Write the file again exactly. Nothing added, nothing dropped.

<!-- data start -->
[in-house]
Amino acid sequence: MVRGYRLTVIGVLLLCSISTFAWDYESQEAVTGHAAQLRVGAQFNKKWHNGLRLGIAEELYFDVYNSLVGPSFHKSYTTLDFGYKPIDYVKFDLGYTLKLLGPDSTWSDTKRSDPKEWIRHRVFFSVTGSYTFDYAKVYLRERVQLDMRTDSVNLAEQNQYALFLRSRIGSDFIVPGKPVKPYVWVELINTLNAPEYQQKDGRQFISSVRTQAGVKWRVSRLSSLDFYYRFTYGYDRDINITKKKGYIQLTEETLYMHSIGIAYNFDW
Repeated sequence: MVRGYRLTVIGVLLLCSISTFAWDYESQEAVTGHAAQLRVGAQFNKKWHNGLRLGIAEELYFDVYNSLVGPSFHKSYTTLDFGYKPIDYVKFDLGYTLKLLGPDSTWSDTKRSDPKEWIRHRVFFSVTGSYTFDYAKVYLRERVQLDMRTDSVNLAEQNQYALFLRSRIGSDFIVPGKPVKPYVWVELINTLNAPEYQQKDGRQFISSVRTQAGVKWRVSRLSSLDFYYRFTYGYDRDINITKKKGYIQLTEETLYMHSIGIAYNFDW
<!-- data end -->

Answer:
[in-house]
Amino acid sequence: MVRGYRLTVIGVLLLCSISTFAWDYESQEAVTGHAAQLRVGAQFNKKWHNGLRLGIAEELYFDVYNSLVGPSFHKSYTTLDFGYKPIDYVKFDLGYTLKLLGPDSTWSDTKRSDPKEWIRHRVFFSVTGSYTFDYAKVYLRERVQLDMRTDSVNLAEQNQYALFLRSRIGSDFIVPGKPVKPYVWVELINTLNAPEYQQKDGRQFISSVRTQAGVKWRVSRLSSLDFYYRFTYGYDRDINITKKKGYIQLTEETLYMHSIGIAYNFDW
Repeated sequence: MVRGYRLTVIGVLLLCSISTFAWDYESQEAVTGHAAQLRVGAQFNKKWHNGLRLGIAEELYFDVYNSLVGPSFHKSYTTLDFGYKPIDYVKFDLGYTLKLLGPDSTWSDTKRSDPKEWIRHRVFFSVTGSYTFDYAKVYLRERVQLDMRTDSVNLAEQNQYALFLRSRIGSDFIVPGKPVKPYVWVELINTLNAPEYQQKDGRQFISSVRTQAGVKWRVSRLSSLDFYYRFTYGYDRDINITKKKGYIQLTEETLYMHSIGIAYNFDW